Your hair products are wreaking havoc on your skin. The sulfates (cleansing agents), heavy moisturizing agents, and silicones that your shampoo, conditioner, and stylers contain can seep into your pores, clogging them and resulting in chest acne, bacne, or pesky pimples along your hairline. (Tip via Wright.)
What you can do differently:
Avoid using fragrances, oils, pomades, or gels on your hair. If they get on your face, they can block your skin's pores and irritate your skin. Use a gentle shampoo and conditioner. Oily hair can add to the oil on your face, so wash your hair often, especially if you're breaking out. Got long hair? Keep it pulled away from your face. When washing and conditioning your hair in the shower, tilt your head over to the side to keep the product's residue off your face, chest, and back as you rinse it away. And be sure to wash your face last when you're in the shower to make sure you haven't accidentally gotten any product on your skin that could break you out later.
Use makeup sparingly. During a breakout, avoid wearing foundation, powder, or blush. If you do wear makeup, wash it off at the end of the day. If possible, choose oil-free cosmetics without added dyes and chemicals. Choose makeup that is labeled as "noncomedogenic," meaning it should not cause acne. Read the ingredients list on the product label before buying.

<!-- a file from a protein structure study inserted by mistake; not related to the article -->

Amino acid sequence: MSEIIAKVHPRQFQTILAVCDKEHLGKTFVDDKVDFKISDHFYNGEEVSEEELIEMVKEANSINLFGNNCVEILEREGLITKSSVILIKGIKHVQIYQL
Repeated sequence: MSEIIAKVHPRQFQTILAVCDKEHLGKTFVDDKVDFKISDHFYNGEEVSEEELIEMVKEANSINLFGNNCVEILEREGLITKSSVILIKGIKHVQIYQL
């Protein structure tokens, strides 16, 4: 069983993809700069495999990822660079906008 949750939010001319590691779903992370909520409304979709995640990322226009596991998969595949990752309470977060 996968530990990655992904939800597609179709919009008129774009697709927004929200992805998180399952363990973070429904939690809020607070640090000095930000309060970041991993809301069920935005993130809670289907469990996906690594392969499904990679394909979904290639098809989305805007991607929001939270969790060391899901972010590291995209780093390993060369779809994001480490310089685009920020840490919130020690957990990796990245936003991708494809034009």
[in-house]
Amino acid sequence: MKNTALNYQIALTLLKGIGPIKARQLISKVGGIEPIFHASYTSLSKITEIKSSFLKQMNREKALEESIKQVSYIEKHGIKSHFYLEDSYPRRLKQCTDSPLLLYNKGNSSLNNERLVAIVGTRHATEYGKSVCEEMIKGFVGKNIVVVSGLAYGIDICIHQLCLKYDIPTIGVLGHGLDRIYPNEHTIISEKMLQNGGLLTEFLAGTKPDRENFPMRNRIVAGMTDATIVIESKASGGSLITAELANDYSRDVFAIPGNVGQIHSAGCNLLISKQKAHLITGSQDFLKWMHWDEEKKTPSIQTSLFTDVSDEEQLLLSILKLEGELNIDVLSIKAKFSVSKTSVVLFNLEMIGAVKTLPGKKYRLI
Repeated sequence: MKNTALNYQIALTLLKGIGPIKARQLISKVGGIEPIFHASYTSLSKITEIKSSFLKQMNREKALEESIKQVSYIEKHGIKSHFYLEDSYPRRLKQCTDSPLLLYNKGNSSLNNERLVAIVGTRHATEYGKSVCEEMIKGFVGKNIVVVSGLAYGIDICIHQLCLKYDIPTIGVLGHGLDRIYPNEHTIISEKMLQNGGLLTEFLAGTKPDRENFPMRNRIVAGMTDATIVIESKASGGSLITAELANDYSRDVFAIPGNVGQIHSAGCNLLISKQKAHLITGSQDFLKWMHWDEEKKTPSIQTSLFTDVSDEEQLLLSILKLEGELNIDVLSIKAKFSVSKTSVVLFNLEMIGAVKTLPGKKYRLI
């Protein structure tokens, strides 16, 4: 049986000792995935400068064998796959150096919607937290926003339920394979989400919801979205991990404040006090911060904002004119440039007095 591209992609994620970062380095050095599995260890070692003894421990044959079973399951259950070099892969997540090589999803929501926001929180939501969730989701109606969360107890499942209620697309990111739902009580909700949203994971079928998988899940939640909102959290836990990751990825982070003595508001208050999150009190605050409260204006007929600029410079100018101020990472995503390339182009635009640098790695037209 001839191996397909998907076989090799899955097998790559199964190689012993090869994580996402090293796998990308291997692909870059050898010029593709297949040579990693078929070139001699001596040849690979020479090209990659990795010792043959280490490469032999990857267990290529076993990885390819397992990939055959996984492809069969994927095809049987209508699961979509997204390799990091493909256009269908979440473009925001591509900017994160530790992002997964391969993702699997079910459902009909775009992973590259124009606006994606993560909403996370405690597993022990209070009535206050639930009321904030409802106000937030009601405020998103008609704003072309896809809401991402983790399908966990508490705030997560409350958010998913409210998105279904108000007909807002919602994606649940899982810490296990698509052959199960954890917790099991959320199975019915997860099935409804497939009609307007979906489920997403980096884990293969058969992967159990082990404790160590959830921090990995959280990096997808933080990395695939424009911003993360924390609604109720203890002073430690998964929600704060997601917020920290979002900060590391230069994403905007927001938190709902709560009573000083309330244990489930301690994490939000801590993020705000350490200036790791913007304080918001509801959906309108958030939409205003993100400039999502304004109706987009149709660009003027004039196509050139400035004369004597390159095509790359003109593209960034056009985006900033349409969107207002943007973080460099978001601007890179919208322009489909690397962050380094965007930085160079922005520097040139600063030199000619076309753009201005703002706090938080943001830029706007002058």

Stay out of the sun. The sun's ultraviolet rays can increase inflammation and redness, and can cause post-inflammatory hyperpigmentation (dark discoloration). Some acne medications may make your skin more sensitive to sunlight. Limit your time in the sun, especially between the hours of 10 a.m. and 4 p.m., and wear protective clothing, such as a long-sleeved shirt, pants, and a broad-brimmed hat. Whether you have pimples or not, always apply a broad-spectrum suncreen with SPF 30 or higher at least 20 minutes before sun exposure. Look for "noncomedogenic" on the sunscreen label to make new pimples less likely. Read the ingredients on the product label to know what you're putting on your skin.
Exercise daily. Regular exercise is good for your whole body, including your skin. When you exercise, avoid wearing clothing or using exercise equipment that rubs your skin and may cause irritation. Shower or bathe right after exercise.